Italian luxury healthier or just putting up a positive face ?

Milan, April 21st. Fully booked hotels, streets blocked by trucks, press conferences, showroom events, cocktails (‘’aperitivo’’ take over the Italian capital of fashion and design. It is the annual furniture and design fair, one of the top three in the world which draws designers, buyers and media from all over the world. From hoteliers to fashion retailers in the luxury industry, everyone is talking about the spectacular designs at the fair. The fair officially started with a press conference by Giorgio Armani who annouces a new addition to the Armani Casa collections – the Armani kitchen. With so many luxury product spans, Armani doesn’t take us by surprise. After mobile phones, sports sneakers, flowers, hotels and restaurants, Armani makes another courageous step by launching a co-branded product, this time with famed Italian furniture brand Molteni. While everyone agrees there will be very few extravagant super rich to buy a kitchen at EUR 100.000, this seems to be more of a PR strategy rather than a sensible business decision of Mr Armani. It will certainly attract attention and will kindle endless discussions among media and Armani fans.
Many critics argues that all these product spans branded Armani have been diluting the brand and making it less attractive to luxury consumers which look for exclusive products.
If we take each partnership, Armani seems to have chosen the best in the respective product category. Nobu, Samsung, Mizuno, Emaar, L’Oreal and most recently Molteni are all top players in their own field, with top quality products and services. Therefore, the resulted Armani products have proven exceptional. With each new product range, Armani has reached a larger and larger pool of target consumers and the awareness has been growing steadily.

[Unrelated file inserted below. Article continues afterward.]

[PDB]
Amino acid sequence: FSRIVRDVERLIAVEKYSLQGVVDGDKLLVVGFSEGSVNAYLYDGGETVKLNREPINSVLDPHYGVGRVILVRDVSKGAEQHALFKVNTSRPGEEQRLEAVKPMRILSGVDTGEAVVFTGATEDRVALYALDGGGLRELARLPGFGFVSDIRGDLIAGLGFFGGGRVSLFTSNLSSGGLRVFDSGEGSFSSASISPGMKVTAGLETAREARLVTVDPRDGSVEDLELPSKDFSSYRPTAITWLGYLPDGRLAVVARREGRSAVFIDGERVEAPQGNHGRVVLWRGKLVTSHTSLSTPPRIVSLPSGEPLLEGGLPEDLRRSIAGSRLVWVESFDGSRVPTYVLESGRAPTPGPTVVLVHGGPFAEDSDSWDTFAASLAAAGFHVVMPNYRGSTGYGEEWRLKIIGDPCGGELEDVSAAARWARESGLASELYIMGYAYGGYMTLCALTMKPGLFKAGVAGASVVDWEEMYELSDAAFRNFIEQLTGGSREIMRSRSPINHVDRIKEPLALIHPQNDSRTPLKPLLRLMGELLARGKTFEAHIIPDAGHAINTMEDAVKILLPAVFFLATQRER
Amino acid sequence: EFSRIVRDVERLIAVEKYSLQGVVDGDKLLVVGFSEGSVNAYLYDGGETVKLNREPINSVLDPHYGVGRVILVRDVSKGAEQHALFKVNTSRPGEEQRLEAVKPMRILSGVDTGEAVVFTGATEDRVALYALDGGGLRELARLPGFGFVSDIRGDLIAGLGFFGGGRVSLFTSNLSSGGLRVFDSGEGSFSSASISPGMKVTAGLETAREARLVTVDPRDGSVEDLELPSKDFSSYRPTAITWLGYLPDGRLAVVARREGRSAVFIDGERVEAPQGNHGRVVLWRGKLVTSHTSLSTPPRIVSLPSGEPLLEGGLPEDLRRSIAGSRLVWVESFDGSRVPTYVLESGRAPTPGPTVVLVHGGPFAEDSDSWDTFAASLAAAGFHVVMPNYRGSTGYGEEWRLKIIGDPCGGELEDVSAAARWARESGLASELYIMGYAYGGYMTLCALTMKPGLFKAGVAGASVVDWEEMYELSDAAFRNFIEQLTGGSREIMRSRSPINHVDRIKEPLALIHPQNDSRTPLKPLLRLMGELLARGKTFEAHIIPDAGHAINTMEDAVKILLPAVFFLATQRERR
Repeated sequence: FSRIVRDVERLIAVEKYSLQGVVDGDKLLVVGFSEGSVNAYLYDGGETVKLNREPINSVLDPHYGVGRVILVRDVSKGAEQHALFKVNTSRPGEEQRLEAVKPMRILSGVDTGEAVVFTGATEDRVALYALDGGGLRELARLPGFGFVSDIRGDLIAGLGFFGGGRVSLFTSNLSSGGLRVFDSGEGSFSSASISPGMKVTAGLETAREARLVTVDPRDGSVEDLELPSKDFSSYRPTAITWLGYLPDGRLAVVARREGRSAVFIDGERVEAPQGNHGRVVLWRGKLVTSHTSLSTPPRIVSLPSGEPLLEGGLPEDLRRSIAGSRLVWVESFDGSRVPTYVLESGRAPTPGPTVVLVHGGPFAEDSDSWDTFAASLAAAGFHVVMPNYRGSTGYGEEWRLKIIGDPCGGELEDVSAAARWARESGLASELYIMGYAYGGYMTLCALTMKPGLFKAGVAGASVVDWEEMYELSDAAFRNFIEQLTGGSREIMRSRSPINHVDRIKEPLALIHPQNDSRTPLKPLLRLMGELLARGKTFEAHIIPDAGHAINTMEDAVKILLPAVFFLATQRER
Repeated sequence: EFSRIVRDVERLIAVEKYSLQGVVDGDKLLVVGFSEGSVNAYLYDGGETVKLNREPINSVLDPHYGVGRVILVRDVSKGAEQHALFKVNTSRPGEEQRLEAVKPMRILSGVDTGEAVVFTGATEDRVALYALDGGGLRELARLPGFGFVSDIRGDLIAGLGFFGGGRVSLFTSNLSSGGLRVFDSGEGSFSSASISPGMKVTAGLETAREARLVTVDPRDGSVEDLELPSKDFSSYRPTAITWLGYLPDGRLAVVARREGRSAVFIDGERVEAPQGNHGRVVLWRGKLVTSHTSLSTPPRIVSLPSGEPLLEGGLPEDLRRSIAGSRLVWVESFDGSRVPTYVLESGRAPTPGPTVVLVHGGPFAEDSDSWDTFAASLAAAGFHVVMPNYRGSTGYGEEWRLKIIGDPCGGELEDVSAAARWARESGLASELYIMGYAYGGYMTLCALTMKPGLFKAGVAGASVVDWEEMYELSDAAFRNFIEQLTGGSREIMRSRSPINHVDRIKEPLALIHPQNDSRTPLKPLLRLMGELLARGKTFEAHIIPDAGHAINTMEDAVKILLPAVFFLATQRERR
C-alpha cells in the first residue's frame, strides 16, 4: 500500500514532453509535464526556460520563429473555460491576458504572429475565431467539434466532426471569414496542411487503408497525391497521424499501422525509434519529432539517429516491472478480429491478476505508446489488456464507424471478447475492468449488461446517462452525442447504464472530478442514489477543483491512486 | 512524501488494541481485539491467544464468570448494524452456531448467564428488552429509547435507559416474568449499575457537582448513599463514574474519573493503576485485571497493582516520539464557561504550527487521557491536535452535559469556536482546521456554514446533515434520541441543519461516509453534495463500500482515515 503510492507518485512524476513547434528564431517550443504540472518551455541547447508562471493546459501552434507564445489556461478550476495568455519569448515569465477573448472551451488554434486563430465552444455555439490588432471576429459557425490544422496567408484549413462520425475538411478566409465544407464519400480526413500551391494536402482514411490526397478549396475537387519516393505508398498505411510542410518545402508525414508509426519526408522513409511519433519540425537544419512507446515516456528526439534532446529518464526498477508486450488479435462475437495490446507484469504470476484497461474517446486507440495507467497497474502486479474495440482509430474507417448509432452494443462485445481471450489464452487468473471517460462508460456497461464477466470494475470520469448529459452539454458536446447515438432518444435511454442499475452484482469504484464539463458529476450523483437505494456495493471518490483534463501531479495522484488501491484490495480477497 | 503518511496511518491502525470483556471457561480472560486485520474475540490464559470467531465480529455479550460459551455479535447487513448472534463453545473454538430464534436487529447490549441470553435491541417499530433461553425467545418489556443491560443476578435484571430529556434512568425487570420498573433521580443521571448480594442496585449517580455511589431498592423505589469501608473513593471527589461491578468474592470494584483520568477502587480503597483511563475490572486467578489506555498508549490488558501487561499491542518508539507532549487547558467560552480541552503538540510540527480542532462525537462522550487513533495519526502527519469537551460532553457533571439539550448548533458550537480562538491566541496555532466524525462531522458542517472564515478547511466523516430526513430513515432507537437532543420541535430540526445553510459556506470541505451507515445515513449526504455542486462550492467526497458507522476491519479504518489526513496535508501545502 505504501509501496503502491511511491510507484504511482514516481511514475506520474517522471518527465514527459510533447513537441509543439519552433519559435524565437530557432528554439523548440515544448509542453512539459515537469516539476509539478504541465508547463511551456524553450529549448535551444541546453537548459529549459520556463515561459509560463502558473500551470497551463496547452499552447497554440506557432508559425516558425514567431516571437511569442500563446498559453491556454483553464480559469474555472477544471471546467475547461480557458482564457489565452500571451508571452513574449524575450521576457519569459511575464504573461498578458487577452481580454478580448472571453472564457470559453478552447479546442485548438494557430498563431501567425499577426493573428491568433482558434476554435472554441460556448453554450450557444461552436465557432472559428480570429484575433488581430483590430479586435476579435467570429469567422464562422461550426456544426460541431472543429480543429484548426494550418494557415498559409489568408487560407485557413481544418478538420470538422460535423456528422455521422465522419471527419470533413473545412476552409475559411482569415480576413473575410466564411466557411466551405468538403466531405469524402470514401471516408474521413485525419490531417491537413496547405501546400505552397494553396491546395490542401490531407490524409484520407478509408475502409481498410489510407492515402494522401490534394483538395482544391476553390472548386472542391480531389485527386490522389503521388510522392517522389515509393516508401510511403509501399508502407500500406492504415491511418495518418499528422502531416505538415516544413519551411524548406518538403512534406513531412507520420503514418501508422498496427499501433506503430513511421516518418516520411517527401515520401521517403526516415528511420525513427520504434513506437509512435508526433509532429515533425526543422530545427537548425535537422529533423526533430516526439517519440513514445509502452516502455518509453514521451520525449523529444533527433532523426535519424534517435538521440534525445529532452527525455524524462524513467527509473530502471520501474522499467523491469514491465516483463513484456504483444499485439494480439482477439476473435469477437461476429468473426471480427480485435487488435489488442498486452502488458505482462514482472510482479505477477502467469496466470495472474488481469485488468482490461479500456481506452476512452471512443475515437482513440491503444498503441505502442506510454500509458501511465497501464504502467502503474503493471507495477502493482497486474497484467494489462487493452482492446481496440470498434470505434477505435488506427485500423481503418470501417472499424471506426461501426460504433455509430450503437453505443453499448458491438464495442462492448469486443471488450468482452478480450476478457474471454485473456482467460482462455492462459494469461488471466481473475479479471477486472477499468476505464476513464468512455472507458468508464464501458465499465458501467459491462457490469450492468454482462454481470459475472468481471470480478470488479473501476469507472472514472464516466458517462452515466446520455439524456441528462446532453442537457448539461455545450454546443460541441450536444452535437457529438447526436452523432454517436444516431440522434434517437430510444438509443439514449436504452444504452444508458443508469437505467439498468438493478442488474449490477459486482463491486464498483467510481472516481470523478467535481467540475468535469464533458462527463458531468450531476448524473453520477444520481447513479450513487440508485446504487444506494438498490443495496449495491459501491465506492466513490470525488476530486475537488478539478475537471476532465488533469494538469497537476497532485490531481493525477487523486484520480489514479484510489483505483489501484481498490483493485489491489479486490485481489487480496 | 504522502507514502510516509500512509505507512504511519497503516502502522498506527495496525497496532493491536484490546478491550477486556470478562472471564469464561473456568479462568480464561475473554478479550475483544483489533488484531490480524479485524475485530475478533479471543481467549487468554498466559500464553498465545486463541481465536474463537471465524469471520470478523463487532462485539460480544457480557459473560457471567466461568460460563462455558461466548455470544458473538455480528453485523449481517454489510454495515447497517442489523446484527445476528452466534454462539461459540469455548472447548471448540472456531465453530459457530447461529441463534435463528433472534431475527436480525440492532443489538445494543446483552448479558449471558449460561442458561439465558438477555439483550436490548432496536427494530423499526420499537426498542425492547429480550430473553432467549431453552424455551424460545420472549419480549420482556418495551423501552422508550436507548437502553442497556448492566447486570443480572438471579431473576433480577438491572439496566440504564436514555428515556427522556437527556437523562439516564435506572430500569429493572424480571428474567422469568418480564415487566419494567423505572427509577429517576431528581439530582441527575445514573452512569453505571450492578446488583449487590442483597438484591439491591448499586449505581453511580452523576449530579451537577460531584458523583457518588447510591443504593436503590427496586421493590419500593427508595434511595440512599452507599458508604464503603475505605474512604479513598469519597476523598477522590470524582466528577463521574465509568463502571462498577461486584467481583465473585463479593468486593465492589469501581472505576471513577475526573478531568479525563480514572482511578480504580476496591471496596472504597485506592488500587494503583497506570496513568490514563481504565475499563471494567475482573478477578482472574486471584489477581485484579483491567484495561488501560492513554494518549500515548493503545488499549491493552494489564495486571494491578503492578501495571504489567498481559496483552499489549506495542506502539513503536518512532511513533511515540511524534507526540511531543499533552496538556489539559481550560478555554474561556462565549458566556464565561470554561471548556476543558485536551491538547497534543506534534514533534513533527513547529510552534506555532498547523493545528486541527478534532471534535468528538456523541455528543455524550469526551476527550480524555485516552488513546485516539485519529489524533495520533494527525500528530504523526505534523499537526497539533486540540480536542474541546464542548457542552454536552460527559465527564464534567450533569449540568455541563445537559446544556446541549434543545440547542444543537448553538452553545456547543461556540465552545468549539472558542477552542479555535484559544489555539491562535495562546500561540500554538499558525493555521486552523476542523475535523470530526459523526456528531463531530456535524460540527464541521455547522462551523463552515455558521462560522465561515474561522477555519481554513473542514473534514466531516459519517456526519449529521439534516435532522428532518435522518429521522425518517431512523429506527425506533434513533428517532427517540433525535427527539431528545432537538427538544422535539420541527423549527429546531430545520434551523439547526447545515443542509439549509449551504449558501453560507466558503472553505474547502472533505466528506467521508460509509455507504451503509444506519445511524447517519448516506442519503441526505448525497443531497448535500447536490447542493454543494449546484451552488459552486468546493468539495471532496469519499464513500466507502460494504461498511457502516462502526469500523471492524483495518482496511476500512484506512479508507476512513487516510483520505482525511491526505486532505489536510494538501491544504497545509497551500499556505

However, we do agree with those who believe Armani has diluted its brand in its core business, and that is fashion. It has taken a world crisis for brands such as Armani to realize the time will come for consumers to ask where is the true Italian Armani product. They all made huge amounts of money – Emporio, Jeans and Exchange. Yet, long term, consumers have started paying more attention to product quality and implicitly its origins. All these Armani lines were mostly made in Asia, including leather goods, most of them in the same factories which produce Zara or H&M and sometimes utilizing the same materials. High time has come for Armani to take a closer look at all these lines and look at its core brands Giorgio Armani, the so called first line or black line and Armani Collezioni, of which most products are still made in Italy and closely reflect Mr Armani’s design patterns – the Italian chic, yet classic modern look.